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The Future Is Now: Isaiah Collier

Updated: Apr 10, 2019

By Monica Staton

Twenty-year-old Isaiah Collier is a musical virtuoso in the truest sense of the phrase he began playing saxophone at age 11, and his intuitive proficiency earned him attention early on. 

One of his first music teachers was Salvation Army Englewood minister and captain, Julian Champion. It was Champion’s mission to put instruments in the hands of children from Southside communities. “Champion created a jazz band specially for me,” says Collier. 

One of his earlier performances with the Salvation Army band featured saxophonist Al Smith as a guest artist. “We played “A Night in Tunisia.” I was nervous,” Collier recalls. It was his first time playing outside of Chicago, in St. Louis. “Al played a flawless solo, in the spirit of Bird.” Collier followed. “When it got to me, my mind went blank. I don’t remember what I played, but the response was overwhelming. A lot of things changed after.” 

Isaiah Collier comes from a talented family. Both his parents sing and play instruments as well. “Music was always there,” he says. He first sang in the church choir, and was playing piano and flute, when his older brother initially introduced him to the saxophone.

I first heard Collier play the California Clipper with the band Die Stadtmusikanten. There’s a regal, elegant manner to his stage presence: he’s over 6 ft. tall, thin, deep brown, with high cheekbones.  When not playing, he is patiently waiting—not contemplating his next move, but listening to the musicians that accompany him, listening to their stories. The patience he has for other musicians is also applied to his own solos—sometimes creating longer, elaborate solos, always with a greater context in mind. “I’m just into composition,” says Collier. He explained he’s never really hearing himself, he’s hearing other people: some people have fire, others have air. “That’s how I hear, there has to be a balance.”

His sound is a dynamic flurry of metaphors, yet he can hold back when necessary. His playing is often described as mature yet youthful. “I think people see youth and hear maturity,” is Collier’s response to that description. He reminds me that Miles Davis was 19 when he was on the road with Charlie Parker.  

He plays his influences, which he describes as a “sonic time machine; you can’t really put a time or destination on it.” In terms of where he plans to take his music, Collier says, “I reach backwards and I reach forwards simultaneously when creating art and what is ahead of me is the past.”

Collier’s persona on stage differed from his persona when he sat down with me to discuss his craft and upcoming projects. Collier acknowledges Chicago defines his music. He attended high school at ChiArts, which was located in Chicago’s Bronzeville neighborhood at the time. After, he attended the Brubeck Institute in Stockton, CA for two years.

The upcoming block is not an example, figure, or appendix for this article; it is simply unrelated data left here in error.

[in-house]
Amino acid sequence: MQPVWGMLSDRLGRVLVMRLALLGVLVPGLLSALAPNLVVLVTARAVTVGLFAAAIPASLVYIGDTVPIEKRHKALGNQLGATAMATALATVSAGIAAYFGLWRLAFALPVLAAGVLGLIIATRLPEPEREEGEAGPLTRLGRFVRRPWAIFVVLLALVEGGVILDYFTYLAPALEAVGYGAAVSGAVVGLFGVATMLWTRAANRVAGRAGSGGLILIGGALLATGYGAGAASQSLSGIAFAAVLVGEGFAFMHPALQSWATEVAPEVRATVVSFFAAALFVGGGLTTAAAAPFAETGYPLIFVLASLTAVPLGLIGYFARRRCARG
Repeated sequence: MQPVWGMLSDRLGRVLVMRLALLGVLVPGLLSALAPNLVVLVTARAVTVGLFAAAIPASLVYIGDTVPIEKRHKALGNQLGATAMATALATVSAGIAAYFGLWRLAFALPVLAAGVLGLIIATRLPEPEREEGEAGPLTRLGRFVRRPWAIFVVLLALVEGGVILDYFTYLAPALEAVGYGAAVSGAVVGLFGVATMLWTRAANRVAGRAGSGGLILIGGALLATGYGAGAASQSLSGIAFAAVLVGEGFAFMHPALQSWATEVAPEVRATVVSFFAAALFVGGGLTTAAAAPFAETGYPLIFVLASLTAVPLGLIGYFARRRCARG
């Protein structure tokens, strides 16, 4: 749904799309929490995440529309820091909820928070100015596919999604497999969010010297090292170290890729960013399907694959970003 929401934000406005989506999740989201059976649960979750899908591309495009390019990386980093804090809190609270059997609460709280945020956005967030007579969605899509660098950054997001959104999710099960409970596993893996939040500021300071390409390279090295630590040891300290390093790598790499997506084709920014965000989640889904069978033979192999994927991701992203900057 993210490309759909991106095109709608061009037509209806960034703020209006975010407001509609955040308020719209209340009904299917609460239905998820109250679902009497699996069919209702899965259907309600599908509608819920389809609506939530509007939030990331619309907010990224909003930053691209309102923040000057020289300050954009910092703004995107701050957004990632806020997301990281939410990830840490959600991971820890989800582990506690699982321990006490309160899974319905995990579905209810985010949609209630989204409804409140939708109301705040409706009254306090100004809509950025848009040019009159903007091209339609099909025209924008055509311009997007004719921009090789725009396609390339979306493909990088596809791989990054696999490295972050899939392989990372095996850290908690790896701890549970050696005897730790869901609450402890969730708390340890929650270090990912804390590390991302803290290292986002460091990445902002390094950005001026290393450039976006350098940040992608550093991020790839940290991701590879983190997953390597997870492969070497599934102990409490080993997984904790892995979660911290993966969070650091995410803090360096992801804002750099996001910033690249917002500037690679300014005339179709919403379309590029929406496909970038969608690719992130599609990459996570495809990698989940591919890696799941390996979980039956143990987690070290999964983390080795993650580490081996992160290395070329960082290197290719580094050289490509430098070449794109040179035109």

Collier didn’t realize Chicago’s vast influence on music until he started traveling to New York, the West Coast, and the southern states. He learned those regions have a lot of Chicago influences, and that the South’s music culture is deeply ingrained in Chicago’s. He points to artists like pianist Lennie Tristano and alto saxophonist Lee Konitz, both born and raised in Chicago who later moved to the West Coast, as major influencers of the “non-swinging school of jazz music—that sound has its origins in Chicago,” says Collier. 

Other Chicago artists that mentor and influence Collier are pianist Robert Irving III, saxophonist James Perkins, saxophonist Ari Brown, and pianist John Wright, who “recommended I learn the jazz language and develop more of an understanding of the jazz vernacular.” Collier says his mentors offer perspective in opening his views compositionally and harmonically. He doesn’t take critiques from these great artists as criticism. “If you take it personally, you don’t value what they are saying. Not everyone is going to offer advice, they have to feel it,” says Collier.

Collier’s used his latest recording with his band, the Chosen Few, as a platform to feature a few of Chicago’s hidden talents. Return of the Black Emperor was recorded primarily at the Frontier, a live space in Rogers Park. On piano is Evan Swanson (3 tracks) and William Kurk, Caesar Martinez on guitar, James Wenzel on bass and his brother, Jeremiah Collier, on drums. Many of the harmonies on this recording are reminiscent of Coltrane tunes, and Collier takes the freedom to unload his virtuosic saxophone skills.

Collier will release Collier Plays the Blues this summer. It will include all original compositions. A second recording of all original compositions, Welcome to Hyde Park, will also be released this summer. “It’s an interesting way of sonically describing what Hyde Park is,” says Collier. It will pay homage to Hyde Park landmarks. A few of the songs are titled “Hyde Park Records,” “Frontline,” and “DuSable”—which honors Dr. Carol Adams.

Isaiah Collier will be appearing at Dorian’s—1939 W. North Ave., Chicago, on April 13th and Room43—1039-1041 E. 43rd St., Chicago, on April 14th. 

Visit Isaiah Collier's Facebook page for more information

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